I have posted on kielbasa stew/soup before. I have stated before that it is a staple around our house. I have never been able to grasp the delicious richness, the depth of flavor that I achieved the first time I made it. I still did not achieve that today, but I got closer and somewhere different today. Part of that is getting our kielbasa from Shopper’s Corner (http://www.shopperscorner.com/).
I’m not sure what bargain Shopper’s Corner made with the Devil, but they have the most amazing steaks, tri-tips, and sausages. According to their website they are:
Shopper’s is one of the last old-time meat markets around, staffed with highly-skilled and entertaining butchers.
We get fresh local fish 7 days-a-week, sell only ultra-fresh USDA Choice and Prime-grade beef, and boast a large selection of sausages, pre-soaked meats for BBQs, and specialty cuts.
Their kielbasa packs a spiced up, fatty punch very different from the rubbery, Vienna sausage on steroid crap you get from Hillshire Farms or the watered down, mealy kielbasa that Wholefoods shills out. I’m not sure if this is how they make it in Poland, but it is one of my favorite sausages. And just to let you know, Shopper’s Corner is located in Santa Cruz so you can enjoy the redwoods, beaches, and delicious MEAT in one place.
Dice the kielbasa up and put it in the soup as the last ingredient along with the kale.
This time around I left out the parsnips because they were incredibly water and of terrible quality the last time I made this soup. We picked up some lovely pre-historic looking and appropriately named Dino kale at Shopper’s Corner. If you’re not familiar with kale, it is
Kale or borecole is a form of cabbage (Brassica oleraceaAcephala Group), green or purple, in which the central leaves do not form a head. It is considered to be closer to wild cabbage than most domesticated forms. The species Brassica oleracea contains a wide array of vegetables including broccoli, cauliflower, collard greens, and brussels sprouts. The cultivar group Acephala also includes spring greens and collard greens, which are extremely similar genetically.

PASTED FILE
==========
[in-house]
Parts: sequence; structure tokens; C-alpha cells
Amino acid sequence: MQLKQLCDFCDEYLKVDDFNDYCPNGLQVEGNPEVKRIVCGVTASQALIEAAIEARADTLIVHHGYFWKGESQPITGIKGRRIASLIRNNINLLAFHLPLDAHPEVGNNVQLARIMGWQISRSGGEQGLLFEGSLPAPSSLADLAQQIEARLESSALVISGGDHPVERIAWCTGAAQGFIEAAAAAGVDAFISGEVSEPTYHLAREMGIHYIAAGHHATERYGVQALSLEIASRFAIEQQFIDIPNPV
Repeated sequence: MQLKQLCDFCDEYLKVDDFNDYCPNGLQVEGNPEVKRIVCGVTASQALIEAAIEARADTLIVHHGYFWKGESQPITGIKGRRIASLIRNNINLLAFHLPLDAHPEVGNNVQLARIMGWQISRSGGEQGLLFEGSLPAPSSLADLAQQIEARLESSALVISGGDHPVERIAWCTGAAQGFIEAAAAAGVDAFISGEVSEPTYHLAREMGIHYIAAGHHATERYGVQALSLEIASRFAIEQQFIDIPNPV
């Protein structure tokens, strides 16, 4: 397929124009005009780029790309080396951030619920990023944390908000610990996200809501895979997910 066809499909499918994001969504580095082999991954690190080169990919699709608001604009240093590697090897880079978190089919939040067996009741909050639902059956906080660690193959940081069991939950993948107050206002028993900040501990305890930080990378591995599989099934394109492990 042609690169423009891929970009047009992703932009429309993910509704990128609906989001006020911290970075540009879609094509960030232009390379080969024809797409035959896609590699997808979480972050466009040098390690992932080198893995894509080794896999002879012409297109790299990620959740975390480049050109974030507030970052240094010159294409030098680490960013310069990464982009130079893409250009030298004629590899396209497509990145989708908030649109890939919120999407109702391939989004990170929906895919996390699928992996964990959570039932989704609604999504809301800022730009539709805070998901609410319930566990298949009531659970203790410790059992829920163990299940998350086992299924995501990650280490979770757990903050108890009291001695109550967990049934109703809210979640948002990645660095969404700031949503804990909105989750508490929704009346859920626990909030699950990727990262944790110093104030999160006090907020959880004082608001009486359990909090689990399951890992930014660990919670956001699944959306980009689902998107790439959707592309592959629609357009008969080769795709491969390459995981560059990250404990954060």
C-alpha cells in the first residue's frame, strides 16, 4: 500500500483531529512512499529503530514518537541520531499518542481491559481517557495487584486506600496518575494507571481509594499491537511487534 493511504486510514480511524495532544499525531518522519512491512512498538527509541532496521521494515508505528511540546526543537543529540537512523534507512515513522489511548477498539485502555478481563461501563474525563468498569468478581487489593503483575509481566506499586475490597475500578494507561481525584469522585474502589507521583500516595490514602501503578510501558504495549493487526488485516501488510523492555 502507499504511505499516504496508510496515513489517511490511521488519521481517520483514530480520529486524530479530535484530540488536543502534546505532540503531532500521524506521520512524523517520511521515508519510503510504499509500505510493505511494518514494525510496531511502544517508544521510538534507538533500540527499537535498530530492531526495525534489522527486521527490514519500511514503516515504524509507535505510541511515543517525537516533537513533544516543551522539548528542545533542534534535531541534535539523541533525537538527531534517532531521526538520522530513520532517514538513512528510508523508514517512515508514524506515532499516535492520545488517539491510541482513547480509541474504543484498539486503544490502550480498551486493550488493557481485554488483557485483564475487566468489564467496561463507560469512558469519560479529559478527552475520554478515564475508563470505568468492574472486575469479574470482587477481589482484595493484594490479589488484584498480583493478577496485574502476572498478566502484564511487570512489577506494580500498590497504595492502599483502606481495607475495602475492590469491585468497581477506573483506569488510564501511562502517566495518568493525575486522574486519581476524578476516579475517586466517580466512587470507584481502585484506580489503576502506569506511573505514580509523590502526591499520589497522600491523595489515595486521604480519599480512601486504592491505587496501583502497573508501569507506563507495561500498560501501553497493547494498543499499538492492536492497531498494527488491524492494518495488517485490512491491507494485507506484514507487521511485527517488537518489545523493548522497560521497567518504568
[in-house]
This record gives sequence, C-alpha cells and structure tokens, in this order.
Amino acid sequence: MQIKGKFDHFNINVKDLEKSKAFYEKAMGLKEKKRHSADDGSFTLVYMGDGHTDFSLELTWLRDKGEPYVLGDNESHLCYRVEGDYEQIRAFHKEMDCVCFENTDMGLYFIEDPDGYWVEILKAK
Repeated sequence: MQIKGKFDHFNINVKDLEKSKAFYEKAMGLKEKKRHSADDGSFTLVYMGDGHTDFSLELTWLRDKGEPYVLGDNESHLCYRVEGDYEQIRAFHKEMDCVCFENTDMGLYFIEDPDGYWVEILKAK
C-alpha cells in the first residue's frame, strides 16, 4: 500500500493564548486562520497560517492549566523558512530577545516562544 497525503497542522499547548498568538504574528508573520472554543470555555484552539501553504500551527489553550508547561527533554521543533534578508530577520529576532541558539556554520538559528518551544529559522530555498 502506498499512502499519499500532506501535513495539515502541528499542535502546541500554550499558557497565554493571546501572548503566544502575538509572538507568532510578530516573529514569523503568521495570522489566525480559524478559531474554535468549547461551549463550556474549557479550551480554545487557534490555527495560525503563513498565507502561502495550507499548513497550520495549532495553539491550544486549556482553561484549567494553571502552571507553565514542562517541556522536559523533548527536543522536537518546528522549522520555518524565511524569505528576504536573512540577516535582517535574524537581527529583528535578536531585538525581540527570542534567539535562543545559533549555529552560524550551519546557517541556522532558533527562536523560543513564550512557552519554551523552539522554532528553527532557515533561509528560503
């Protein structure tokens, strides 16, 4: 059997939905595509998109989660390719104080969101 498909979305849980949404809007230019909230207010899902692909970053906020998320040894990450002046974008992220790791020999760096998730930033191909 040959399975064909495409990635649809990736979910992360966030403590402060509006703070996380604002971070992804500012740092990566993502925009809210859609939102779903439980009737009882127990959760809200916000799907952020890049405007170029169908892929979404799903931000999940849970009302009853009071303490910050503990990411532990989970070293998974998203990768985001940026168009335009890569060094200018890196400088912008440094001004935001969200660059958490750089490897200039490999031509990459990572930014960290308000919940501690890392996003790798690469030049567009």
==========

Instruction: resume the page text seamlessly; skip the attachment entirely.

It can be used in soups, salads, or anywhere you have cooked greens. I was surprised that I like it because I usually hate cooked greens. I find them slimy and mushy, but these were tender and decidedly not mucous like.
The kale was joined by chopped baby carrots, baby new potatoes, half a yellow onion, and a head of garlic. Chop the onions and garlic up first and cook in olive oil first. Then chop the baby carrots and potatoes and add to the onion/garlic mixture. After letting these cook for about twenty minutes, add the chopped kale and kielbasa.
I was lacking stock today. I usually have some stock floating around in the back of my pantry, vegetable, chicken, beef, sometimes fish, but today I was out. And it made a difference. There was a lack of depth in the flavor of the soup that I think can only be gained from using stock.
I tried to make up for it by using some Italian imported white wine that we won’t ever drink. Andrew and I don’t drink wine, but my friend Amy gave me some for my birthday: a bottle of white and a bottle of red. When friends Peter and Susannah came over last weekend they went through the bottle of red and three-quarters of the white, which I decided to use for this soup. It added a nice sweetness and acidity to the soup that was very nice.
I wasn’t going to add a grain this time around, but Andrew insists on maximum carbohydrates in a soup. Usually I do barley or a mixture of barley and rice, but this time I did just plain white rice, which I have about twenty pounds of in my pantry. Eventually, the rice soaked up the wine, the kielbasa, the vegetables and became creamy as I left the soup onto boil. I love the versatility of grains.
It is so pretty! Much prettier than the last stew I made. I am very proud of the aesthetics of this dish.